Monday, September 5, 2011

Notes from the podcast (#128): The Conspiracy of 1864


A depiction of Central Park from 1864. The conspirator's cottage hideout would have been near the southeast corner. (Courtesy NYPL)

The year 1864 wasn't as pivotal to New York City as 1863 (with the Draft Riots), but it is one of the stranger years I've ever come across in studying the city's history, culminating in the failed attempt by Confederate spies to burn Manhattan's hotels.

There is one important context about the attempted burning that we failed to mention. You couldn't just walk around New York City in late fall 1864 if you were a Southerner. Because if intelligence claiming a potential attack on the city, any resident of the South had to register with the city. Our eight Confederate spies, of course, neglected to do this, and although they did indeed wear disguises and shuffle among different hotels to avoid detection, there is no evidence to suggest they disguised their voices.

A few other non-war events from 1864 that were not mentioned in the show:

Central Park was open to visitors but was far from completion. The new public space still felt remote to some New Yorkers -- of the human kind, that is. People had begun abandoning unwieldy pets or livestock by securing them in one particular area of the park, in the southeast corner. In 1864, it became an officially chartered menagerie of animals, one of the first official American zoos.

Also that year -- and quite against the original designs of Olmsted and Vaux -- Central Park received its first statue. The honoree? William Shakespeare.

The area surrounding Gramercy Park was well established by Manhattan's elite. Years after the disgrace of having a brother by the name of John Wilkes Booth, famed actor Edwin Booth would open his Player's Club here. But further down on Irving Place, on 18th Street, a modest grog shop opened in 1864 on the ground floor of a building called the Portman Hotel. Drinkers there were certainly gossiping about the war and the Confederate attack on New York. The tavern has survived through various name changes and more than a few drunken artists and writers (including, most notably, O. Henry). You may know better today as Pete's Tavern.

Some young men spend 1864 holding baseball bats, not rifles. The Brooklyn Atlantics were certainly one of the most well-known ball teams of the mid-19th century and one of the founding members of America's first baseball league. And in 1864, the team played an undefeated season to capture national championship. (To be fair, to the team they bested was Eckford, also a Brooklyn team.)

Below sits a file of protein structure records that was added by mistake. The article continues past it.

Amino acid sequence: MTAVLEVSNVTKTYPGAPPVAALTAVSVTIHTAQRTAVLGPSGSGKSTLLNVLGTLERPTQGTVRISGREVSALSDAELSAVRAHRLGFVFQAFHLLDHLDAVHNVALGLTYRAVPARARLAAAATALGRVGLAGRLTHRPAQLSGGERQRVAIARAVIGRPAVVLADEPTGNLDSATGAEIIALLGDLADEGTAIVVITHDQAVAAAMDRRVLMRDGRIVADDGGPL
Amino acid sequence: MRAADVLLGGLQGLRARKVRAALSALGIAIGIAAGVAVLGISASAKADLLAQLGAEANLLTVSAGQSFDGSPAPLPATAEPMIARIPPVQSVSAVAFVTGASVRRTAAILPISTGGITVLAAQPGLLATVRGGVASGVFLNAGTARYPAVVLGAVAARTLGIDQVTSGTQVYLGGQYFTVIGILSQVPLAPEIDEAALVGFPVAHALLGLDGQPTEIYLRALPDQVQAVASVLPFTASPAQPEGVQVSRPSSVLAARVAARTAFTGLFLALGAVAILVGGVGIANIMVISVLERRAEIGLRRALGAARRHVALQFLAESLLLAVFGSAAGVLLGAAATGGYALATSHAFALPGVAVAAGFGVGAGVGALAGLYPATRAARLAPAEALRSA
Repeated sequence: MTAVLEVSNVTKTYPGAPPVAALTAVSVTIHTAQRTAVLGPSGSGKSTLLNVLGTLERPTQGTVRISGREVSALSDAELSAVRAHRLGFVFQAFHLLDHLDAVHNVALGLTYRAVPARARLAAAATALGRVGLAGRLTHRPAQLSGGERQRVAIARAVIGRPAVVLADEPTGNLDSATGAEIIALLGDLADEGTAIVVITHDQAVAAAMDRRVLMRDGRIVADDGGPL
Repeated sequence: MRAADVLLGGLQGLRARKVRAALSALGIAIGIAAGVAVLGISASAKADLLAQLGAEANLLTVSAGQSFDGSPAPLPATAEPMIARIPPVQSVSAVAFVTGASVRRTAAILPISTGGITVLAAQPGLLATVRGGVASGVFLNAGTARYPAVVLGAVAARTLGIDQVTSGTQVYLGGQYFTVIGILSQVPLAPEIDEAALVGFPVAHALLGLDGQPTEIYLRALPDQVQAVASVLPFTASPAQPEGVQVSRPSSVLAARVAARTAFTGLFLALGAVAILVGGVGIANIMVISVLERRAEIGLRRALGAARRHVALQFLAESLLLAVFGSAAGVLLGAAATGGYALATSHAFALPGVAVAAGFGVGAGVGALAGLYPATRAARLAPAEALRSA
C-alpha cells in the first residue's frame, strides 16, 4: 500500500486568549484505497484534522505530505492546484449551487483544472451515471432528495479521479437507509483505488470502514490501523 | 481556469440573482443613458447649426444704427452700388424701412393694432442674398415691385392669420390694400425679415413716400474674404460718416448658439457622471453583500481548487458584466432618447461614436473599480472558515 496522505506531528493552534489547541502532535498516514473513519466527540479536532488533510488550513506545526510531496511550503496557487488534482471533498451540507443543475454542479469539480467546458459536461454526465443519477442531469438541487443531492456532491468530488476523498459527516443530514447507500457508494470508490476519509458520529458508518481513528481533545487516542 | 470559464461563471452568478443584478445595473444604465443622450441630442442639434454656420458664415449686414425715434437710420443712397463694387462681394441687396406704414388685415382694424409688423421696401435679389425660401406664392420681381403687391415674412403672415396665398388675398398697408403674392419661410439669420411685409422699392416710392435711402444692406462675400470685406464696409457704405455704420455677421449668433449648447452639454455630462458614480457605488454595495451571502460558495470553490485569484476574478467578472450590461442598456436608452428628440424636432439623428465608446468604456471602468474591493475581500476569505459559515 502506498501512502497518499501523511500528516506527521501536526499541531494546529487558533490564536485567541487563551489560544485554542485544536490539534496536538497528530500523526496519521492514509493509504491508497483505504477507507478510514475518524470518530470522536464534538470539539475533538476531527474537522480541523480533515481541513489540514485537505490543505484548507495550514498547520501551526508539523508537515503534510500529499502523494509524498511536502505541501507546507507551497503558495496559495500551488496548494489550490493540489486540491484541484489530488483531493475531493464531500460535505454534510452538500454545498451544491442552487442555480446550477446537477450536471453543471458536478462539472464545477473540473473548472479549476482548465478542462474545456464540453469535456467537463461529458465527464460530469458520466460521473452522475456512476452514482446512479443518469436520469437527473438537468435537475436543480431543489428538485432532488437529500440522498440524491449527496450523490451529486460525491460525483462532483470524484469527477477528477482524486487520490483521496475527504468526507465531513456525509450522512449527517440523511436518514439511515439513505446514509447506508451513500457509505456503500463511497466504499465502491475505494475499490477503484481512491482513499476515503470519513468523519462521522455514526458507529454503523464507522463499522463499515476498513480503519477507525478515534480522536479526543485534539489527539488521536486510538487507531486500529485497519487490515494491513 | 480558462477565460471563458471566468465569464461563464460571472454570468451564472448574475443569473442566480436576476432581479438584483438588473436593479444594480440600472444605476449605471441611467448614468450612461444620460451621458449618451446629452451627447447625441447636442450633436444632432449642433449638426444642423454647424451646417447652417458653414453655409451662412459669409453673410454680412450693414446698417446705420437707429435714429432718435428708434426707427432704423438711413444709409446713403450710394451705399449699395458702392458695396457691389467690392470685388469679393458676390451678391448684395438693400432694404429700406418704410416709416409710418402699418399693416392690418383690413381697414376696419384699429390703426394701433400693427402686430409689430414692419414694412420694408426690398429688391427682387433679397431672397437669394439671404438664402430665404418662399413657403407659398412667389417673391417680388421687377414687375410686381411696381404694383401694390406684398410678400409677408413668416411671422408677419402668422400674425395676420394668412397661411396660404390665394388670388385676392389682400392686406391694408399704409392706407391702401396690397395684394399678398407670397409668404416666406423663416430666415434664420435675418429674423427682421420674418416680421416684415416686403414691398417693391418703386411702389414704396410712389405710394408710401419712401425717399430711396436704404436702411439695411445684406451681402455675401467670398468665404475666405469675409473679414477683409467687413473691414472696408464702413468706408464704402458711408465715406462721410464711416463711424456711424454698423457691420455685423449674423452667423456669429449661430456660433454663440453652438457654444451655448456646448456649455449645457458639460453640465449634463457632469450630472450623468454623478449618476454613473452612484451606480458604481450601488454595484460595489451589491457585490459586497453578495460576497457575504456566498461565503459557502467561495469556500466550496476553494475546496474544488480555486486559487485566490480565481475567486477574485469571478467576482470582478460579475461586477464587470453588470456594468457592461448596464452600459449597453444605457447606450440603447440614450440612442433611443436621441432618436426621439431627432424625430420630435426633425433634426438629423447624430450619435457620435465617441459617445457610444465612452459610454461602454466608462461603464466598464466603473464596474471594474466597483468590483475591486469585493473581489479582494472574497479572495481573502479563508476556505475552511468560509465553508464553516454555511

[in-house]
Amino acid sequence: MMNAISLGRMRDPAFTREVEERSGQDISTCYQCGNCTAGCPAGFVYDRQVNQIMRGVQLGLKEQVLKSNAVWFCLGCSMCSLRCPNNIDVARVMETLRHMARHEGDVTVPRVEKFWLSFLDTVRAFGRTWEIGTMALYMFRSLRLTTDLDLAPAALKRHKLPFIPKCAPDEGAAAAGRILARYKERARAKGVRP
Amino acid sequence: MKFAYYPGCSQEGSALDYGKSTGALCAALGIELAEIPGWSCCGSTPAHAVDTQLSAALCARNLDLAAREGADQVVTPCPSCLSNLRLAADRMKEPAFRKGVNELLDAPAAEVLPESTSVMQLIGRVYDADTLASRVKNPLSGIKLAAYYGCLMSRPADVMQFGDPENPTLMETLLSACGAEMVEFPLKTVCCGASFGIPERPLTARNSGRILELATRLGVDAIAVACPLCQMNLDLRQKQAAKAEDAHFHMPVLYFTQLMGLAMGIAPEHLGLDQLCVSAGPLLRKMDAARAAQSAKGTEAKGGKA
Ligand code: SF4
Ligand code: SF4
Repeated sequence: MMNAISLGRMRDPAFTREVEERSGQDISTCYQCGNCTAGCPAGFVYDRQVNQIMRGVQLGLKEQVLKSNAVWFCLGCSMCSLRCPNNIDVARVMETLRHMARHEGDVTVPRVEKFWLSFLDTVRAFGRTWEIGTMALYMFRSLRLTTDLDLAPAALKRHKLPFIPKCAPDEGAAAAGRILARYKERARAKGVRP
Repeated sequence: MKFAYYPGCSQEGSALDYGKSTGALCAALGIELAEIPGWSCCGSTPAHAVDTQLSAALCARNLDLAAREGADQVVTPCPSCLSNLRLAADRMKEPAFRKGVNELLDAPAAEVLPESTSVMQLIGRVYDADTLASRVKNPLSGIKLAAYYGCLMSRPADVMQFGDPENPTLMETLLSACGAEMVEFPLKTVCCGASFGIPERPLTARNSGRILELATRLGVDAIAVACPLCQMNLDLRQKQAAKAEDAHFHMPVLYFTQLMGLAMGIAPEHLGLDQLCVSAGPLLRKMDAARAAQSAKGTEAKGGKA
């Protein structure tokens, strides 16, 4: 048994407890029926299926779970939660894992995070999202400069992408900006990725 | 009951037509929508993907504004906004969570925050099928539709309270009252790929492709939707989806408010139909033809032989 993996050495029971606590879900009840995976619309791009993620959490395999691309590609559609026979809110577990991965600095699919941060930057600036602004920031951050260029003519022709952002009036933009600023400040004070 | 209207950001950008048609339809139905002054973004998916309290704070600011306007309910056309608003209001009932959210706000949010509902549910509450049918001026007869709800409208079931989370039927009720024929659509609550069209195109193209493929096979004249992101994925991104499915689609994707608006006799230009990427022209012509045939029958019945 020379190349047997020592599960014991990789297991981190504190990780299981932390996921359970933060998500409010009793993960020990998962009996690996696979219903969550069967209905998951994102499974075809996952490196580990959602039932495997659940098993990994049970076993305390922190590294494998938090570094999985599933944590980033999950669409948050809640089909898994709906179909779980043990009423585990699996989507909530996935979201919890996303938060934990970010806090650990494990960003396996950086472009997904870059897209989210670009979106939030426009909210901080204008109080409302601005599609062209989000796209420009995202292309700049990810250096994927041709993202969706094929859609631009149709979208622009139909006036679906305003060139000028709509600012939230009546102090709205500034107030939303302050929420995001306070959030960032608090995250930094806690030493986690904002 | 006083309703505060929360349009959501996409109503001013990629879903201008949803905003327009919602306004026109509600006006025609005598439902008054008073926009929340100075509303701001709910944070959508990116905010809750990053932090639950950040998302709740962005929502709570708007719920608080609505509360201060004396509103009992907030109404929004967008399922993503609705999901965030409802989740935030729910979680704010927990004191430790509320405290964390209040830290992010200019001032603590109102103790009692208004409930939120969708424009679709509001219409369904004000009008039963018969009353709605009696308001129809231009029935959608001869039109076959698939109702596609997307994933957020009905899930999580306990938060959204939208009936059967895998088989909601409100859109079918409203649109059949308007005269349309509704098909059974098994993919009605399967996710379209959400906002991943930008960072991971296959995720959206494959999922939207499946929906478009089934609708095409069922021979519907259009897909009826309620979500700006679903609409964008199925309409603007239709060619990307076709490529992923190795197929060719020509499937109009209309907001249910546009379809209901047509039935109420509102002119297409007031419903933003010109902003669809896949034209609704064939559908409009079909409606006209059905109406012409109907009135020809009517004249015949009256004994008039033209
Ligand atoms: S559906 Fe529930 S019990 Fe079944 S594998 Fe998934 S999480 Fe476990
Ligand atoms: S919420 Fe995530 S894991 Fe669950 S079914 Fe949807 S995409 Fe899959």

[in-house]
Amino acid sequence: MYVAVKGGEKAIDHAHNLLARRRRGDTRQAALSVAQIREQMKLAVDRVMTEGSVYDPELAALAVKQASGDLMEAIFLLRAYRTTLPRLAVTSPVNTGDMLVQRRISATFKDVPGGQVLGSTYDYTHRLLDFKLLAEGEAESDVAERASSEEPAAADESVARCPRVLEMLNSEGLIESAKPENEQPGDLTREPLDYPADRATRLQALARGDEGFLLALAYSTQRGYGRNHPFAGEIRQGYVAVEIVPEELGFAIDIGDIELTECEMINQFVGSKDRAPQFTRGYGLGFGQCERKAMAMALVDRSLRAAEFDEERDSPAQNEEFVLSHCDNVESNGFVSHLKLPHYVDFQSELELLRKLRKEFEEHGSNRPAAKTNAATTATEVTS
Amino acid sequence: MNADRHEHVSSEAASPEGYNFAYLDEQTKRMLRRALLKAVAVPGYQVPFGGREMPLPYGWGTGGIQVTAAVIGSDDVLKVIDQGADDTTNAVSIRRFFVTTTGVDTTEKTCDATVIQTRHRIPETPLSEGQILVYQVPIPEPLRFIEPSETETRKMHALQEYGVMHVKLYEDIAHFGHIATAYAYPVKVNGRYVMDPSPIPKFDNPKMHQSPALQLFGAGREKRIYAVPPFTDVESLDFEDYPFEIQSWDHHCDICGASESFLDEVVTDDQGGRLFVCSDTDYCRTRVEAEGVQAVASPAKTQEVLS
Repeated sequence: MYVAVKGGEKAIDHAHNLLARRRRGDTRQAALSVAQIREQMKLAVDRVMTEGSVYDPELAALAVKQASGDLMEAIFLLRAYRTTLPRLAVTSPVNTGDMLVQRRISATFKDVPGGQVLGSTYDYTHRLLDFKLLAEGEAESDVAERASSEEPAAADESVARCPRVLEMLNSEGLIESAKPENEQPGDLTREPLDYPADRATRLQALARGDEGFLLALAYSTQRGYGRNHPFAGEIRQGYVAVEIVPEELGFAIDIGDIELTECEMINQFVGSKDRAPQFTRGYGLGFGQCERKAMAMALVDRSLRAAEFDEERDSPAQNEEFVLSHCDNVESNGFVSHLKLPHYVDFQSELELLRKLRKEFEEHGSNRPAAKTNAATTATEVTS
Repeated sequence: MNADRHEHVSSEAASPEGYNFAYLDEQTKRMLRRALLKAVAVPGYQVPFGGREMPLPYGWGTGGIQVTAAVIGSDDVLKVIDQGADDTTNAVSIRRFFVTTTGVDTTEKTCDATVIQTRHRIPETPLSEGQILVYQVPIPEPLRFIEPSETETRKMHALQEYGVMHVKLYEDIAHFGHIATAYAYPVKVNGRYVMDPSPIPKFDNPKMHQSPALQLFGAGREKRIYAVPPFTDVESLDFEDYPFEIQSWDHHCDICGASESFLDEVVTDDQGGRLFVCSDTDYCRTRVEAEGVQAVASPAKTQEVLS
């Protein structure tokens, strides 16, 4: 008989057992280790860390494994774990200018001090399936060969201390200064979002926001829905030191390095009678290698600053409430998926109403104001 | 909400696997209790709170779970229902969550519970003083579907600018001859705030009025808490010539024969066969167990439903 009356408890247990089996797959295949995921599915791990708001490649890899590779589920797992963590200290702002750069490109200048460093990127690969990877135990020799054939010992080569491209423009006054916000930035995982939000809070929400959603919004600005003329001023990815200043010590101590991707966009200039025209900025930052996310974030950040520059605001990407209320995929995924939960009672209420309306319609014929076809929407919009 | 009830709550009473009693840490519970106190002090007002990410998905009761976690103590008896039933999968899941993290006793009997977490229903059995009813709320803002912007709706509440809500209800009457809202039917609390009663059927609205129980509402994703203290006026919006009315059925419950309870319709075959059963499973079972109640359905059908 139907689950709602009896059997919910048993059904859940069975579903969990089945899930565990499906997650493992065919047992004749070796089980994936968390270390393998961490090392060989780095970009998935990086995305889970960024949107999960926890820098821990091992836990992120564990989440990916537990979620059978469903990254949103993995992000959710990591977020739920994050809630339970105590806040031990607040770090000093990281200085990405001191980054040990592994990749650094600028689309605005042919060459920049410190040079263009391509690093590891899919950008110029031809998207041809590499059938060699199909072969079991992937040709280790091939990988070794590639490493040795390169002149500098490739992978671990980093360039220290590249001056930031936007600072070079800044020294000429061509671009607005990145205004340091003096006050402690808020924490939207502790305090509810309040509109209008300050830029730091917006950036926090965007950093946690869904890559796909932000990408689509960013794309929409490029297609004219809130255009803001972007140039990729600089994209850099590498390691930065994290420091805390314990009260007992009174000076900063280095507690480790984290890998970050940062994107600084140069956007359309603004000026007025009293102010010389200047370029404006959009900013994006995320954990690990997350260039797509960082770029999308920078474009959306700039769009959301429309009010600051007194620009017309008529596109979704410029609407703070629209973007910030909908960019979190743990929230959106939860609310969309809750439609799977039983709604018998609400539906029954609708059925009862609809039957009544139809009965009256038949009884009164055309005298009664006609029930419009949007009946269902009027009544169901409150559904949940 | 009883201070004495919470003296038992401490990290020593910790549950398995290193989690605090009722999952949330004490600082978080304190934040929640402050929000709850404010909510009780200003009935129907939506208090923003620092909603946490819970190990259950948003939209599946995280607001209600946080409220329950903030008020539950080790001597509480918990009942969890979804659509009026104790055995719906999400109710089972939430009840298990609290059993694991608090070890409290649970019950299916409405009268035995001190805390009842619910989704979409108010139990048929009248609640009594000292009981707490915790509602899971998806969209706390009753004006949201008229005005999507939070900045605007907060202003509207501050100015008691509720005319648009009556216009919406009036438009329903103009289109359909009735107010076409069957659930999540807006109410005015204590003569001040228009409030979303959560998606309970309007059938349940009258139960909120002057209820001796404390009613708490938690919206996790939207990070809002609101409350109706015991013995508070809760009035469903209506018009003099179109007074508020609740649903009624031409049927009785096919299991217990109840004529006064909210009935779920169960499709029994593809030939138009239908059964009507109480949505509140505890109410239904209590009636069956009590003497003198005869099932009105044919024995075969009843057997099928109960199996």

For More Information: For a nice overview of New York City during the Civil War, seek out the out-of-print The Civil War and New York City by Ernest A. McKay. Nat Brandt's The Man Who Tried To Burn New York takes a closer look at Robert Cobb Kennedy, one of the Evacuation Day conspirators. For a look at the conspiracy from the larger context of the war, check out Clint Johnson's A Vast And Fiendish Plot. And of course, the excellent website Abraham Lincoln and New York, presented by the Lincoln Institute, is worth a look.

The Show Must Go On: And finally, in full, here is P.T. Barnum's letter to the New York Times regarding the attempt by Robert Cobb Kennedy to burn down his American Museum.

"To the Editor of the New York Times:

In view of the announcement in the morning papers of the attempt to fire my Museum last night, as well as other public buildings, I wish to state the following facts:

Everyday from sunrise until ten o'clock P.M., I have eleven persons continually on the different floors of the Museum, looking to the comfort of visitors, and ready at a moment's warning to extinguish any fire that might appear. From 10 o'clock at night until sunrise, I have from six to twelve persons in the Museum engaged as watchmen, sweepers, painters, &c.

I always have a large number of buckets filled with water on and under the stage, and a large firehose always screwed on to be used at a second's notice. I never allow an uncovered light in the Museum, and I heat by steam from a furnace in the cellar.

As a proof of the efficiency against fire, I submit the fact that instead of "slight damage" being done to the Museum last night, as reported by a morning paper, so speedy was the extinguishment of the flames arising from the liquid ignited on the stairs, that not even a scorch is visible.

My own sense of security is proved by the fact that I never insure for one-third the value of the Museum property.

For the safety of visitors in the lecture-room, I long ago opened nine different places of egress, so that the lecture-room, if filled with visitors, could be emptied in from three to five minutes, and the spacious openings to the street in Broadway and Ann street, render mine, I think, as safe a place of amusement as can be found in the world. The Fire Marshal and insurance agents will corroborate this statement.

Very Respectfully,

P. T. BARNUM
AMERICAN MUSEUM, Nov. 26, 1864"

2 comments:

  1. I wondered about the disguises. Weren't they more likely to be considered suspicious with their fake moustaches than to be recognized as Confederate spies?

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  2. My impression is that only some wore disguises, and for only part of the time. The conspirators each changed hotels a few days at a time. Since they were in the city longer than anticipated, some may have thought that might have been suspicious and changed their appearance. Also they were young and unexperienced.

    On the day of the fires, many of them were quite conspicious because of their appearances or actions. I would have thought something else would have given them away more quickly -- their accents. But truth be told, there were many Southerners in the city.

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